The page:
Connect with us


Meeting the Parents Tips and Advice




Woman kissing santa on christmas at homeThere are a few relationship milestones in life that can make anyone nervous. For some people, it might be saying “I love you” for the first time. For others, it might be moving in together. But nothing – and I mean nothing – evokes a feeling of pure panic much like meeting the parents.

Questions like “What are you going to talk about?” “How are you going to impress them? “What are they going to think of you?” can fester in your mind in the days or weeks leading up to the meeting. But the truth is, meeting your partner’s parents is like meeting any other stranger – just with higher stakes.

“It’s better to be friendly, passive, and observant,” licensed therapist Cathryn Leff, PhD, told POPSUGAR. “The main thing is not to jump too fast. Just be relaxed and take the time to get to know them.”

Remember, if your partner feels comfortable enough to bring you with their parents, that’s a huge indicator that things are moving in a positive direction. And probably, their parents will recognize this and want you to be a part of their child’s life just as much as you are.

So to help alleviate some of your pre-meeting anxiety, here are a few things you can do to make sure the parent meeting goes as smoothly as possible. Like any great project or game, you’ll need a solid game plan. You’ve come to the right place to find it.

1. You will need to do your homework

Your partner is a great source of information on how to prepare for the first time you meet their parents. Ask your partner what he likes, what he dislikes, his interests, his dietary restrictions, what he likes in your partner’s exes, what he dislikes in your partner’s exes and anything else you think is important to know. There’s no reason to tailor your personality or change your behaviors to suit their preferences, but knowing that they like literature or care a lot about their work can be an indicator of where to go. conversation. Plus, they’ll probably appreciate you doing your homework, just like they probably did with you.

2. Consider bringing something small

It’s always a good idea to bring a gift the first time you meet your partner’s family. Whether it’s flowers, a small dessert, an appetizer or a bottle of wine, showing up with something is a great way to make a great first impression. (Just be sure to ask your partner if they have any dietary restrictions and/or drink alcohol.) Feel free to keep it small, no need to overdo it with matching Rolexes for all family members.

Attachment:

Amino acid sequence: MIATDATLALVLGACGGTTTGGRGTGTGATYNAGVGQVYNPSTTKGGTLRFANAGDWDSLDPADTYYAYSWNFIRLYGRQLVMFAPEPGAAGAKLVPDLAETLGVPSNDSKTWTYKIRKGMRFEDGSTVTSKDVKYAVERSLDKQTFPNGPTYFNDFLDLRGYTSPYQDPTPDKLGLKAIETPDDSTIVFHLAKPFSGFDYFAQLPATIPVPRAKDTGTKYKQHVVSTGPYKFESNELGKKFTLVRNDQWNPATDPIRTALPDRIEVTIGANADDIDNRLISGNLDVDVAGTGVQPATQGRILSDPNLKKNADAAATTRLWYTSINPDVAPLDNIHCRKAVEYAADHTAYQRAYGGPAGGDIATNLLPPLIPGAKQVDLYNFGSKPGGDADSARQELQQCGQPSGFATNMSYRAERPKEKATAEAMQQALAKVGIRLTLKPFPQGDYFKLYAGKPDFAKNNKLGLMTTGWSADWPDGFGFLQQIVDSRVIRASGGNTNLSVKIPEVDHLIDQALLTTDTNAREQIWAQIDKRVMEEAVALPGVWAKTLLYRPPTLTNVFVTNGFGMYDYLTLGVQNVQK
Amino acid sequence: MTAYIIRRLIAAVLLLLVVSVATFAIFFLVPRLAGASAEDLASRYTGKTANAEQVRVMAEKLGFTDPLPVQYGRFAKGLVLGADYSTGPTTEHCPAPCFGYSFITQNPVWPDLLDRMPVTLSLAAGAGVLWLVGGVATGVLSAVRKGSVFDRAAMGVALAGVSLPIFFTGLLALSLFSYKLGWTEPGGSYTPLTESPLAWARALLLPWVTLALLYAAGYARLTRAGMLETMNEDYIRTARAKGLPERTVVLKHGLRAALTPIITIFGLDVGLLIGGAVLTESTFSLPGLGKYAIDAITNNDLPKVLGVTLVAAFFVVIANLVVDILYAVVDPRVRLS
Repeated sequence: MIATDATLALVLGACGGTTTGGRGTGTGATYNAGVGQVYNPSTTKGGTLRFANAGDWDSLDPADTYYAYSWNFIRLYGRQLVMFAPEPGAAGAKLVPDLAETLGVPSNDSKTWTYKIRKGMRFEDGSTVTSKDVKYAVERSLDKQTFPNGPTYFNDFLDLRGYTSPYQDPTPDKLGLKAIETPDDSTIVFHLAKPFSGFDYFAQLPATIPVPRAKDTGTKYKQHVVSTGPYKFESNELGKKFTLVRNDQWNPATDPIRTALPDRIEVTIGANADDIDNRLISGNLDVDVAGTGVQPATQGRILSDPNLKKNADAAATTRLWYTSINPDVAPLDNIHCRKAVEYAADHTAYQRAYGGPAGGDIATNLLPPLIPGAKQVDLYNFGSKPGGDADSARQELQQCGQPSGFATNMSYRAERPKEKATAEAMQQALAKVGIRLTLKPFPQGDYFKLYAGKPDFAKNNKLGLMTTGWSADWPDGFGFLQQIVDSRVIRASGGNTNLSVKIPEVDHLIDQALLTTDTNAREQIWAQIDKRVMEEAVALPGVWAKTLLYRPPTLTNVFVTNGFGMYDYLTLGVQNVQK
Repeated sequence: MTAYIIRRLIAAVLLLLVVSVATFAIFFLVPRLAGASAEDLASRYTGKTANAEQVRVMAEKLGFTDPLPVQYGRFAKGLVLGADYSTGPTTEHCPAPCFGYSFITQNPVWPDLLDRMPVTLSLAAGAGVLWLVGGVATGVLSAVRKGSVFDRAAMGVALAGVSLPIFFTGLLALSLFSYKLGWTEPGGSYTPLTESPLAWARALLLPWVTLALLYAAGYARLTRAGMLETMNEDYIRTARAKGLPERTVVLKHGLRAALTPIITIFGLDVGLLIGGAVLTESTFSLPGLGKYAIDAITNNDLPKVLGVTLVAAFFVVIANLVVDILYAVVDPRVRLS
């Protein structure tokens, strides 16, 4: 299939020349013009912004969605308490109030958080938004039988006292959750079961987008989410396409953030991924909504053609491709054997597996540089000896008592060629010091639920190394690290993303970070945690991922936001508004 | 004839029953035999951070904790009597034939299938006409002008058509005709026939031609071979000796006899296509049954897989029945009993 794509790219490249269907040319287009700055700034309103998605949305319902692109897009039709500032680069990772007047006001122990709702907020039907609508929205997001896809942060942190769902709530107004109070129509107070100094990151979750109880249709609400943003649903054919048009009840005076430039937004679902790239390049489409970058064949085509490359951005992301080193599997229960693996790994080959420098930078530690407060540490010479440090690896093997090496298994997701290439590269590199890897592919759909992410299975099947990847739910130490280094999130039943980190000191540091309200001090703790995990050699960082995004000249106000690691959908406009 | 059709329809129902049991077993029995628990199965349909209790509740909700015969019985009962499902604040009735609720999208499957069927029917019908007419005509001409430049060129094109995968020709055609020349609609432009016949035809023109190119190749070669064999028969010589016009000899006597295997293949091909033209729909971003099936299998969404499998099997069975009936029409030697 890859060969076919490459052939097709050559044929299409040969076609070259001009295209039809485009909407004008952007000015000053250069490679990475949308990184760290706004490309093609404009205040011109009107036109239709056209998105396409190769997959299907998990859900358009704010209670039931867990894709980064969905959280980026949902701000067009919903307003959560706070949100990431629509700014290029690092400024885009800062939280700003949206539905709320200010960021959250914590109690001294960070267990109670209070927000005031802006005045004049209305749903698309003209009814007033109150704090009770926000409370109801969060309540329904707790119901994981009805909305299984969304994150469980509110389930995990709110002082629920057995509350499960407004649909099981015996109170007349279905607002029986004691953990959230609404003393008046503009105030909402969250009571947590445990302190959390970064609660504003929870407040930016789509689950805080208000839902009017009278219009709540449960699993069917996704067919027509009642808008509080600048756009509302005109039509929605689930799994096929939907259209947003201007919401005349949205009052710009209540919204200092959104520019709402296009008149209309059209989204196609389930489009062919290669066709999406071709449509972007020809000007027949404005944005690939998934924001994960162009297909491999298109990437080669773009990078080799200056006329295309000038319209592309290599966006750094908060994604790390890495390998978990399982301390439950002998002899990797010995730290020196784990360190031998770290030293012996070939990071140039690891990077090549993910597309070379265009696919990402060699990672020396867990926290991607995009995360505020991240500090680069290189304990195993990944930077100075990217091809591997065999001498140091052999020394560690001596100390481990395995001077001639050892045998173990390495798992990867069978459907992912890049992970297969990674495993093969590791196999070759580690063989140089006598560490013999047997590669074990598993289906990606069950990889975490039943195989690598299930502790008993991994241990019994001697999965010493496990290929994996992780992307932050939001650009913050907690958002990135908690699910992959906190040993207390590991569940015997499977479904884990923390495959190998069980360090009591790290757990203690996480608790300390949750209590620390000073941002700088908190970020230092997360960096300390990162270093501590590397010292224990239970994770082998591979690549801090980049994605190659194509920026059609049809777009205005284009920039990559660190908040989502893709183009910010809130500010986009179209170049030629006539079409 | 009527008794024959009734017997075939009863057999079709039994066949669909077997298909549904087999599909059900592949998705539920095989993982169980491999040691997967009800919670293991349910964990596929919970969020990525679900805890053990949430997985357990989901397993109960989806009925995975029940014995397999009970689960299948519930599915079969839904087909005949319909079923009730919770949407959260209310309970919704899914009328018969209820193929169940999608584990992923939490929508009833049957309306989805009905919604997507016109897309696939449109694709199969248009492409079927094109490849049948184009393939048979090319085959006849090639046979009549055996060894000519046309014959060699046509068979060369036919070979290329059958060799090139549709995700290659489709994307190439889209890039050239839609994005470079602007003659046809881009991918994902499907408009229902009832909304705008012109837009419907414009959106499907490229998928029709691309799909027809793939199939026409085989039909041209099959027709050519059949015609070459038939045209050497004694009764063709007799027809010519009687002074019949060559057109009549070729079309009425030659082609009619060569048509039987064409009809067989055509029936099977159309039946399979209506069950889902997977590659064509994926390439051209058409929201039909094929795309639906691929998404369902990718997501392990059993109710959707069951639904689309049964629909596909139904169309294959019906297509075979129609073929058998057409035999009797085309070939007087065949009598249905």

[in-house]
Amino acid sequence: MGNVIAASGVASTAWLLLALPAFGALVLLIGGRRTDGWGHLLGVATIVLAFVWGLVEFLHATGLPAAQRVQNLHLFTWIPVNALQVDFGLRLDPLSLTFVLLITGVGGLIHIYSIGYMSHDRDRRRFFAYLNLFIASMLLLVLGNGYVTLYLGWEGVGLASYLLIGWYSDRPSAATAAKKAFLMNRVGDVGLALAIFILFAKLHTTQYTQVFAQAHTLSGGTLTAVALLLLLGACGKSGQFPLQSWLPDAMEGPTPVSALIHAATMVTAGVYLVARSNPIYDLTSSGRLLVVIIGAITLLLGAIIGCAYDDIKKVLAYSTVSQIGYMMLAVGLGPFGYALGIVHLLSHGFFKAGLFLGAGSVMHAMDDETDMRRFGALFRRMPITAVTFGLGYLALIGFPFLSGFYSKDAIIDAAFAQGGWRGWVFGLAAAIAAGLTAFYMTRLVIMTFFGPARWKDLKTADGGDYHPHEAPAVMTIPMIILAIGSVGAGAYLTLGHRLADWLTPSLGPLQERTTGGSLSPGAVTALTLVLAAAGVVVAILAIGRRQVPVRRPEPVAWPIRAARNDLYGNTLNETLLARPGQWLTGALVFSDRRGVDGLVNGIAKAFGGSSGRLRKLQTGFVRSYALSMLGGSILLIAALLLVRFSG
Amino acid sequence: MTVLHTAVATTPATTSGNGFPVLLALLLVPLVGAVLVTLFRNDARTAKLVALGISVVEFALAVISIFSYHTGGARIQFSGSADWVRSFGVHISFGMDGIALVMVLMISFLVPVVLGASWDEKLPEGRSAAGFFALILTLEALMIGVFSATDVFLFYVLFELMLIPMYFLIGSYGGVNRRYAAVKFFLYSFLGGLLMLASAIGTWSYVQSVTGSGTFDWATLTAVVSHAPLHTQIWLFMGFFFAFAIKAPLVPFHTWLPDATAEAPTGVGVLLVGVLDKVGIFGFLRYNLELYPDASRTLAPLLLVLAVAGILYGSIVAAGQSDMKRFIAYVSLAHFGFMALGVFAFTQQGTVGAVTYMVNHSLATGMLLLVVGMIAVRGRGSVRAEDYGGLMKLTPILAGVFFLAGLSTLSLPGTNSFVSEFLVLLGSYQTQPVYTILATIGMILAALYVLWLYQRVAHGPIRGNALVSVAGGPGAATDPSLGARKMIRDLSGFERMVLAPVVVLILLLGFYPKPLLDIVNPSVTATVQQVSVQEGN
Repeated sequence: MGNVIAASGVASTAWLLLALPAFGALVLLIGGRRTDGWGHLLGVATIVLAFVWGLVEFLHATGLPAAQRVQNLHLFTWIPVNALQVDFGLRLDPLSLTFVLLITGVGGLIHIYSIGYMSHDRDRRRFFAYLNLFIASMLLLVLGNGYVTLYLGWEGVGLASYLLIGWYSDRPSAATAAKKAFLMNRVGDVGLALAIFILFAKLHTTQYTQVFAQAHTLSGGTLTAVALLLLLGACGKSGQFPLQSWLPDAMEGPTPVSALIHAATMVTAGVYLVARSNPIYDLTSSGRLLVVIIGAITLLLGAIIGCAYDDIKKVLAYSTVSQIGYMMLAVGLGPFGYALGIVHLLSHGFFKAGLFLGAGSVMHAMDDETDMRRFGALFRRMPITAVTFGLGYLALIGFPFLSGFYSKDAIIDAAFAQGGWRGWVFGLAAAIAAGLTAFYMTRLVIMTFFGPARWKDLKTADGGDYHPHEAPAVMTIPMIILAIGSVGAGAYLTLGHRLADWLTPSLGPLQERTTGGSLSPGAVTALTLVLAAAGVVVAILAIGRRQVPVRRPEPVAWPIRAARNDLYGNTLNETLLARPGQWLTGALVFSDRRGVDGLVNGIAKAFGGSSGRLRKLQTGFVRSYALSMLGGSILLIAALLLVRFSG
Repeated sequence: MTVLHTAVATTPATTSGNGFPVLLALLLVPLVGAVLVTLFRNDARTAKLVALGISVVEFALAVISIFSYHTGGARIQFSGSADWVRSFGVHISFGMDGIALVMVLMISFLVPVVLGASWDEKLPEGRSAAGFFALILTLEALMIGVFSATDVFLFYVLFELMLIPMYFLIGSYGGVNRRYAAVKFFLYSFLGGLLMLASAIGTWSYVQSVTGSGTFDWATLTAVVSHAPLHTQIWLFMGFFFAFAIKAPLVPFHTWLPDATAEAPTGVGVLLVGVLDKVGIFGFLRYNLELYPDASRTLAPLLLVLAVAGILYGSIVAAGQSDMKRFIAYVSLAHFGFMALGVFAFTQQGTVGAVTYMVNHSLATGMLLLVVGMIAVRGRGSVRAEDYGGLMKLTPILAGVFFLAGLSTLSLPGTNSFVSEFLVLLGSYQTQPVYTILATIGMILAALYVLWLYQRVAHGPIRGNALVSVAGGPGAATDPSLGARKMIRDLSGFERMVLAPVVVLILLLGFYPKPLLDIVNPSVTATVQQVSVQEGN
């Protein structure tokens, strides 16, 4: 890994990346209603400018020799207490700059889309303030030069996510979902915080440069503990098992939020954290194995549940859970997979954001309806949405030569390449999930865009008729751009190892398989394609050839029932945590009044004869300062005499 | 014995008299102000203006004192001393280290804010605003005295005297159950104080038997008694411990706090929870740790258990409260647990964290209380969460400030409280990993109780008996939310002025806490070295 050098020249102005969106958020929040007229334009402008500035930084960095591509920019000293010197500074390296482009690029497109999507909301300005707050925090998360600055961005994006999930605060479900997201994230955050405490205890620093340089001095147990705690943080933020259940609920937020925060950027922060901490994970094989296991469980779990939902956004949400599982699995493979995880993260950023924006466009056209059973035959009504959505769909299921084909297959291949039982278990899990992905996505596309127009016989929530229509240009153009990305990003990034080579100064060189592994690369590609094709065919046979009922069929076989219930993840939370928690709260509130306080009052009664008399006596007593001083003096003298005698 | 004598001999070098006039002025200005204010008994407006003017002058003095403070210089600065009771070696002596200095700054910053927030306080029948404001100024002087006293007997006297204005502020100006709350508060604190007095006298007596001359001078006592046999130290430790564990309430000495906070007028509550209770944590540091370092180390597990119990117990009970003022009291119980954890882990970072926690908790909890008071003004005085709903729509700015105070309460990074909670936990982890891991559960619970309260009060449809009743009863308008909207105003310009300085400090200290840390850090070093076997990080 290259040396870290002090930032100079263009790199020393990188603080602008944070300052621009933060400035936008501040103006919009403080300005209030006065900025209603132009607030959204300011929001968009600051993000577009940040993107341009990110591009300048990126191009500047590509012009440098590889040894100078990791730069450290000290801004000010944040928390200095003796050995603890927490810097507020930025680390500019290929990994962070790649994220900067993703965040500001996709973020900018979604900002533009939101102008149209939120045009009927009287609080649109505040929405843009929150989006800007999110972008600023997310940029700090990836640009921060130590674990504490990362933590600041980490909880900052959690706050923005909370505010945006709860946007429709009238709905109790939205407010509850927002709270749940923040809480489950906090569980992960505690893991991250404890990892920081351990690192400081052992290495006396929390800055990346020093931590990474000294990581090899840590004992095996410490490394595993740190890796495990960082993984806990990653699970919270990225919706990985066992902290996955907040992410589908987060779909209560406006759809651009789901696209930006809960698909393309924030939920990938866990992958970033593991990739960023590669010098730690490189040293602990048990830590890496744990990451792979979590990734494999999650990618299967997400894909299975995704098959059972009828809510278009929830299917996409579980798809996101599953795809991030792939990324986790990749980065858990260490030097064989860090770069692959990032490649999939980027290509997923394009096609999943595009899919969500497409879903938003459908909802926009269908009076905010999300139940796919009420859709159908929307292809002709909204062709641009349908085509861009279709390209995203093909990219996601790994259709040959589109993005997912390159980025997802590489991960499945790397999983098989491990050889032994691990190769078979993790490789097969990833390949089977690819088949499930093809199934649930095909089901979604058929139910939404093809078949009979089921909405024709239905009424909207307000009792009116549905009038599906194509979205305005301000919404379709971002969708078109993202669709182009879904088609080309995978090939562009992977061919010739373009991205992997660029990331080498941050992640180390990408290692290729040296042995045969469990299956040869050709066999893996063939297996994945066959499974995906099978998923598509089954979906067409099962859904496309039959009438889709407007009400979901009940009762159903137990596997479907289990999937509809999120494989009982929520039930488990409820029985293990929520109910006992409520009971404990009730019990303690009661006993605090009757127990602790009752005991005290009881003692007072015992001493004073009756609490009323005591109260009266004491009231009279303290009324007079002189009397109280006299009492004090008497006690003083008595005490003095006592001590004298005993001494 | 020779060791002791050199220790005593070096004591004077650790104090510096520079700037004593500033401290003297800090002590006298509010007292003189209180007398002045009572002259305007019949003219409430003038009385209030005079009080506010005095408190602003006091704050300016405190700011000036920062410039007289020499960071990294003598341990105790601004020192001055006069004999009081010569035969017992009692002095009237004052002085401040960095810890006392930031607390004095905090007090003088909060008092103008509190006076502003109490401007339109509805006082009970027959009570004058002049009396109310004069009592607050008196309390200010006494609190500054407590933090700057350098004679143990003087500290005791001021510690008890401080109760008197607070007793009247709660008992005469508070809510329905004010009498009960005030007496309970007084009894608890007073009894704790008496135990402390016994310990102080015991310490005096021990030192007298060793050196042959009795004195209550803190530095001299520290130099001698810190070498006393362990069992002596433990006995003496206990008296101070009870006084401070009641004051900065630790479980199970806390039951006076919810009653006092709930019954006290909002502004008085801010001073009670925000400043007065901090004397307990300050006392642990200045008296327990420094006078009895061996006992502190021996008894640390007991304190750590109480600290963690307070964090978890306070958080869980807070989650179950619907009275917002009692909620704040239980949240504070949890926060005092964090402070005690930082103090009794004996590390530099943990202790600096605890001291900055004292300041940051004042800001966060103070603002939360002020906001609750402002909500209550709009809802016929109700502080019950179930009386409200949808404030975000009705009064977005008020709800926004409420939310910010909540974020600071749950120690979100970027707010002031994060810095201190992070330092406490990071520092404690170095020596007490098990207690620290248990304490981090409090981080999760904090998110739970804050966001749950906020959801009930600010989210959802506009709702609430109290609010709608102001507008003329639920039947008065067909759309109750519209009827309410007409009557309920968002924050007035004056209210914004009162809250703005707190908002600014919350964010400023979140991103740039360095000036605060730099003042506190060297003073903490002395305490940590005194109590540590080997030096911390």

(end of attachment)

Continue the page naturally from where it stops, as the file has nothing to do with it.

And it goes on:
3. Ask them open-ended questions

Treating the first meeting like that big, scary test you have to pass can put you in a bad frame of mind. Remember that ultimately the goal is to meet the people who are important to your partner. If you go there with a genuine interest in who they are as people, you’ll find the conversation flows better. Consider asking them questions about work, their hobbies, funny stories that involve your partner, and more. Keep questions open – that is, avoid questions that can be answered with “yes” or “no”. You will find that people like to talk about themselves.

4. Be yourself

While the hope is that you will impress your partner’s parents, you should also want them to really get to know you. While it’s a good idea to be polite and maybe a little reserved, make sure you’re honest about who you are. No, that doesn’t mean you should be completely unfiltered and drop the bomb as often as you could with your partner, but don’t be afraid to let your personality shine through as you would want a manager or teacher to see it.

5. Keep the PDA to a minimum

If you and your partner are super in love, great. But going Kravis-style in front of your partner’s parents might make them feel a little uncomfortable. There’s nothing wrong with holding hands, snooping, or popping a kiss here and there — but if your version of PDA seems like a natural progression to sex, it’s best to stay away. Also remember that people were raised differently and what is comfortable for you may not be comfortable for someone else. It’s always best to err on the side of caution when it comes to being delicate in front of parents. Discuss with your partner what kind of physical affection is normal for their parents to see and what is not.

6. Embrace awkward silences

At the end of the day, you meet people you’ve never met before – things are bound to get a little awkward. Remember that this is perfectly normal. While you can always fill the silence with a follow-up question to get to know them better or a polite compliment about the food or the house, also keep in mind that you don’t need to control every second of the conversation. Awkward silences may seem long at the time, but they all end eventually.

7. Don’t try too hard

There’s nothing wrong with wanting your partner’s parents to like you, but that doesn’t mean you have to go above and beyond to make sure it happens. Don’t be overly friendly or give fake compliments. Just like your relationship with your partner, this relationship should not be forced or dishonest. Most parents

8. Know that there’s a chance it won’t go well, and that’s okay

While no one wants the first date to go badly, you should probably feel comfortable with the possibility of it happening, so you can understand that it’s not the end of the world if it is. case. Although first impressions are important, they are not everything. Talk to your partner about what went wrong and plan more for next time. Remember that you are dating your partner, not their parents. And while it should be important for you to get along with their parents, the reality is that some people don’t always like their partner’s parents – and vice versa. As long as there is mutual respect and understanding, your relationship can still thrive if the first time you meet the parents doesn’t go so well. Plus, you can always limit meetings to holidays only in the future.